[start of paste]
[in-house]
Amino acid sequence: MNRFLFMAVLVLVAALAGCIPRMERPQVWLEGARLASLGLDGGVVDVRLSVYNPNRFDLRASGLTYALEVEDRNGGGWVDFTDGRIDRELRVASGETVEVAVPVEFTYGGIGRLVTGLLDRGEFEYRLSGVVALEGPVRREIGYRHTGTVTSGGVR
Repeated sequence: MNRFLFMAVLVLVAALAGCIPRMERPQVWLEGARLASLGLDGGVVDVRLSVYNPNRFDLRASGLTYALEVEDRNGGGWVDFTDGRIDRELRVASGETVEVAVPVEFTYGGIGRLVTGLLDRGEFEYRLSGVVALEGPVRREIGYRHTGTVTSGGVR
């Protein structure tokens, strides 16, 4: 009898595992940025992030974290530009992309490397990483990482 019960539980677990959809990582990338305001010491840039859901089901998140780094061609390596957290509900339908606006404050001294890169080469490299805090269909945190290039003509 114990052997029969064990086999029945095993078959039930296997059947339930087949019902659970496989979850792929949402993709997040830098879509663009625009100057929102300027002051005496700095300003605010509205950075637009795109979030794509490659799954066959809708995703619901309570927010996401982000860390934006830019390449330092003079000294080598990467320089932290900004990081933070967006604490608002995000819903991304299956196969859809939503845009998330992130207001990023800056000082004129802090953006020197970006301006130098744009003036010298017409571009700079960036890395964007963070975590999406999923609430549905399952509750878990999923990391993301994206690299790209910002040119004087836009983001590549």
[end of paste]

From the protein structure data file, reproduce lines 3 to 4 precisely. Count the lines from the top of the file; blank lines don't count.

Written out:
Repeated sequence: MNRFLFMAVLVLVAALAGCIPRMERPQVWLEGARLASLGLDGGVVDVRLSVYNPNRFDLRASGLTYALEVEDRNGGGWVDFTDGRIDRELRVASGETVEVAVPVEFTYGGIGRLVTGLLDRGEFEYRLSGVVALEGPVRREIGYRHTGTVTSGGVR
């Protein structure tokens, strides 16, 4: 009898595992940025992030974290530009992309490397990483990482 019960539980677990959809990582990338305001010491840039859901089901998140780094061609390596957290509900339908606006404050001294890169080469490299805090269909945190290039003509 114990052997029969064990086999029945095993078959039930296997059947339930087949019902659970496989979850792929949402993709997040830098879509663009625009100057929102300027002051005496700095300003605010509205950075637009795109979030794509490659799954066959809708995703619901309570927010996401982000860390934006830019390449330092003079000294080598990467320089932290900004990081933070967006604490608002995000819903991304299956196969859809939503845009998330992130207001990023800056000082004129802090953006020197970006301006130098744009003036010298017409571009700079960036890395964007963070975590999406999923609430549905399952509750878990999923990391993301994206690299790209910002040119004087836009983001590549």